Watching Jeff Goldblum deteriorate, quite literally, is truly horrifying, thanks to the extensive practical effects put together by Oscar-winning make-up artist Chris Walas. Sores form on Seth's body, he vomits digestive enzymes onto his food, and even his poor girlfriend Ronnie dreams of giving birth to a giant maggot. But, for our money, the moment that makes us squirm every single time is the way that Seth slowly picks off his own fingernails. It's a quiet moment, but one that instantly hits at our visceral fear of our own bodies failing us.

The VHS Stomach Slot (Videodrome)

Long live the new flesh. Long before reality TV was seen as the source of generational mind-rot, Cronenberg offered his scathing take on mindless entertainment with 1983's "Videodrome." James Woods stars as Max, the sleazy CEO of a small TV station in Toronto that specializes in only the most sensationalist of programming. So, of course he is delighted to stumble across something called Videodrome, which seems to be endless snuff. Yet its powers extend well beyond that of morbid curiosity. The more he watches Videodrome, the more Max's mind and body begins to change. At one point, Max sees a slit form on his abdomen that looks an awful lot like a slot for a VHS tape. Being able to access one's own body in such a way is pretty terrifying for poor Max, especially when he pulls a gun from his guts with ease.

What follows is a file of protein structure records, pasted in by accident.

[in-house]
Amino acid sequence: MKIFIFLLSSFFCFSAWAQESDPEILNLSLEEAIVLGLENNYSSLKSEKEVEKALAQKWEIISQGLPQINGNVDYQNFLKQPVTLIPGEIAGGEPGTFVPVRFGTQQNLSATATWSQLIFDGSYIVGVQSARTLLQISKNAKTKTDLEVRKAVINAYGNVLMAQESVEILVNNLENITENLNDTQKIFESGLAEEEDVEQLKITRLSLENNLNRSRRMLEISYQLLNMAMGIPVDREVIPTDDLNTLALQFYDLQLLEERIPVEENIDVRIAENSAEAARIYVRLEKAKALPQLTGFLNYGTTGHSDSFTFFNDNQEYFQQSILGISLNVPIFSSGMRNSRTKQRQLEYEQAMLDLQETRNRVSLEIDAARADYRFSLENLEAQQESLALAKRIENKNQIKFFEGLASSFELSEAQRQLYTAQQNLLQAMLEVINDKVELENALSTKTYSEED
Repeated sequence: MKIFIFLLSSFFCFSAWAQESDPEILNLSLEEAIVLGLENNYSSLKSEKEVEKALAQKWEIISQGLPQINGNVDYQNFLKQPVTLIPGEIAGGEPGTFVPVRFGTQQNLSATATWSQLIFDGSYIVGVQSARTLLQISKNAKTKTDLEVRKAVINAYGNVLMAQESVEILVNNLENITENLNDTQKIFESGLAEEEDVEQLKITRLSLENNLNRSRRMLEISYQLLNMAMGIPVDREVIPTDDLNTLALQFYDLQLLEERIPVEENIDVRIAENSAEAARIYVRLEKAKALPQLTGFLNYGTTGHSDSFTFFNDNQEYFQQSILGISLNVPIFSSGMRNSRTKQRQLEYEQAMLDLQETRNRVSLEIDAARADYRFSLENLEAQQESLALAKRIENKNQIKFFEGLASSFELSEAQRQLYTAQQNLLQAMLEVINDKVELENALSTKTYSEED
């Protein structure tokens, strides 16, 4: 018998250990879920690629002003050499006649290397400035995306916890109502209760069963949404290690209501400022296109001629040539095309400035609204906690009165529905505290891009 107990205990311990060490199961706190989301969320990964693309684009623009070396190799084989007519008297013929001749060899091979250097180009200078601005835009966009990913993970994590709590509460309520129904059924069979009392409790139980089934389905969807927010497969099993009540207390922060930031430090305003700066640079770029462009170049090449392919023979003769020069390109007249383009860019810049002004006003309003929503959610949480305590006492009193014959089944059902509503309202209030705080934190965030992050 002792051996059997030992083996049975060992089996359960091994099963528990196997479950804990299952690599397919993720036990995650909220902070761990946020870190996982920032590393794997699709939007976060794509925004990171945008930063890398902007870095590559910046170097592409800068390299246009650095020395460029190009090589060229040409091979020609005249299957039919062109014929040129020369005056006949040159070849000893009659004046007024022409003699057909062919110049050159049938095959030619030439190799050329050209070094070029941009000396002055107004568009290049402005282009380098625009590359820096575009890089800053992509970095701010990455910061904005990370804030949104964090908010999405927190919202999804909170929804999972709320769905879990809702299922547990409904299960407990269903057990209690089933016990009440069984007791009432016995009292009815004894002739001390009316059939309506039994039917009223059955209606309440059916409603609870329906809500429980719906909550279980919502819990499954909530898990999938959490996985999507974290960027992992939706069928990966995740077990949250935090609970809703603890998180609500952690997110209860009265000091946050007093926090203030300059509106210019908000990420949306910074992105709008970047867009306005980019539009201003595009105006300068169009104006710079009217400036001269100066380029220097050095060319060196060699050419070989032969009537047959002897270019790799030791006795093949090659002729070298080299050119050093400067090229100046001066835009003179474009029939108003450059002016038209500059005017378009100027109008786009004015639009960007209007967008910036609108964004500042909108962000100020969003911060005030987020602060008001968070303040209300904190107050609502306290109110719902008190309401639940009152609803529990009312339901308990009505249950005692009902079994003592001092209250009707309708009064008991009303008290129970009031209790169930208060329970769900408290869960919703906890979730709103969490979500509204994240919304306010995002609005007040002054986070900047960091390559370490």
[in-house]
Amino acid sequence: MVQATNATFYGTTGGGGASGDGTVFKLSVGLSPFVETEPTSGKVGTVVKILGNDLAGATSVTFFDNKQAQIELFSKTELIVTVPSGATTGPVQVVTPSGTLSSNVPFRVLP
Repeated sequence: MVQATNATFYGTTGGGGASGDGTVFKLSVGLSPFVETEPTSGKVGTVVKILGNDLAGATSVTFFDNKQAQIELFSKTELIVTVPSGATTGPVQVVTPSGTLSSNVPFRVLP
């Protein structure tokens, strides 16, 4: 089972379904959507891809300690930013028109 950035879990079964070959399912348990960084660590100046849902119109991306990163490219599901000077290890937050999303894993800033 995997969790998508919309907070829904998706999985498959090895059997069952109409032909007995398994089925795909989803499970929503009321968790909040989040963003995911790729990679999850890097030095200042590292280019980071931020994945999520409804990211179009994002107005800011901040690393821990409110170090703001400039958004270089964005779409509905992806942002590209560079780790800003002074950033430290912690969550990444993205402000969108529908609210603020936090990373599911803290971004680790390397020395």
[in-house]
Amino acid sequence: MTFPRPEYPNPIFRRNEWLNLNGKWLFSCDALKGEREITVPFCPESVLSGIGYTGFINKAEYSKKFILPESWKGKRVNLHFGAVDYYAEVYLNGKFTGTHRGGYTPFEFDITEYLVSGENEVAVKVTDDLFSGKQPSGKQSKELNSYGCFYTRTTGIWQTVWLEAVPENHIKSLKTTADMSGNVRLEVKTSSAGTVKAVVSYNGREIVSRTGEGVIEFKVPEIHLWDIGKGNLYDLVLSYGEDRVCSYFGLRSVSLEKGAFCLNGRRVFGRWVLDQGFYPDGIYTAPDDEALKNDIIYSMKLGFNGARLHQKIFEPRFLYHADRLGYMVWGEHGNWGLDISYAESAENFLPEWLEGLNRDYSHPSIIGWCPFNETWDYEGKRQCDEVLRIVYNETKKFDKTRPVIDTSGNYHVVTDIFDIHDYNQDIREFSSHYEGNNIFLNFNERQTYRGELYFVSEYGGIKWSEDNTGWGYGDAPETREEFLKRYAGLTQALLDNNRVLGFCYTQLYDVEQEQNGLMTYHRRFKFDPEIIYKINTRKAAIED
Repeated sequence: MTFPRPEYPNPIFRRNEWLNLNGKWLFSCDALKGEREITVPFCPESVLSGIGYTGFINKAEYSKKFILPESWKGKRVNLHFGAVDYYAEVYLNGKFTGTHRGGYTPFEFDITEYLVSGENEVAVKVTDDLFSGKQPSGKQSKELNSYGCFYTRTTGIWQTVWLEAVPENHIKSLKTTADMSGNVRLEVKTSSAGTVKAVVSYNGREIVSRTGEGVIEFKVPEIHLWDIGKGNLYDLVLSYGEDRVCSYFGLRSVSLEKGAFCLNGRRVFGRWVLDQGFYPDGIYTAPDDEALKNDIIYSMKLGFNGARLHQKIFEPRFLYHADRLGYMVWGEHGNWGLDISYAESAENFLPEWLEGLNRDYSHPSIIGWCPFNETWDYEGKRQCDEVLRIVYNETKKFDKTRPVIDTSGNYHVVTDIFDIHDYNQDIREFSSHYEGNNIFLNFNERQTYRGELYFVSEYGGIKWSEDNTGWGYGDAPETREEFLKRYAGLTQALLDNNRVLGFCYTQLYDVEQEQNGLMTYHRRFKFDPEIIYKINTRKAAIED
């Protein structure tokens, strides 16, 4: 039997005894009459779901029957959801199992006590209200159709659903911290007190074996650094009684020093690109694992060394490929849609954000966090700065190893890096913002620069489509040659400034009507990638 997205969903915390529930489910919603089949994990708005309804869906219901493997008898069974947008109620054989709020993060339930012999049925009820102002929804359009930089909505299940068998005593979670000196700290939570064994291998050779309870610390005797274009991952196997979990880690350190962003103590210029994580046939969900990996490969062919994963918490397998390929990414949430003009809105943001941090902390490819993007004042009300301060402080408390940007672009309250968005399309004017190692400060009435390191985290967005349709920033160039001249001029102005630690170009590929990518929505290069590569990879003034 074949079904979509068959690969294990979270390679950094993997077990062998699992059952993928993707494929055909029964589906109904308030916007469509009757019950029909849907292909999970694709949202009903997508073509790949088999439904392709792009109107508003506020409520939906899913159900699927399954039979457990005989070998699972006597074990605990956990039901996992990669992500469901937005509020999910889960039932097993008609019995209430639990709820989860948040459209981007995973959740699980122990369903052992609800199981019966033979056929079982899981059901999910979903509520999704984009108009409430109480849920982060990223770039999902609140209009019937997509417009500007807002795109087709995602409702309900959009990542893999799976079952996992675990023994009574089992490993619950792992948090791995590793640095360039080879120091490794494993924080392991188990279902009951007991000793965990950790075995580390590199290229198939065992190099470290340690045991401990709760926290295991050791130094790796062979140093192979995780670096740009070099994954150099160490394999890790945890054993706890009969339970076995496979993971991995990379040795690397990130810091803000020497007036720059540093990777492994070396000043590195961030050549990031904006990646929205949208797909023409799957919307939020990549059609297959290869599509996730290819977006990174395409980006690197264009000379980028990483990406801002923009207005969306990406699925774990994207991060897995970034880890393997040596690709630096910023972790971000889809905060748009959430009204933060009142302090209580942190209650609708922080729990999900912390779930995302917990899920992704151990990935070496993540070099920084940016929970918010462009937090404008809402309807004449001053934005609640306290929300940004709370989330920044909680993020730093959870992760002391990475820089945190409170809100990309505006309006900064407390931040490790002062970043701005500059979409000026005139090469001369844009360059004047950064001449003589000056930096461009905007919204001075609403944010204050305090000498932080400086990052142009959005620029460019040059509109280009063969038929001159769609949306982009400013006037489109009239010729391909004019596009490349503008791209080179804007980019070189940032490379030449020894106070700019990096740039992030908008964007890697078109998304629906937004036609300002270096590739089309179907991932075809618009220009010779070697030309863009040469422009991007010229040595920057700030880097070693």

Exploding Head (Scanners)

There maybe no moment on this list as purely iconic as that head exploding in "Scanners," the 1981 sci-fi horror that helped Cronenberg to break through into the American box office. You've probably seen it as a meme more times than you can count, and yet even out of context, it's a shock that continues to startle all these decades later.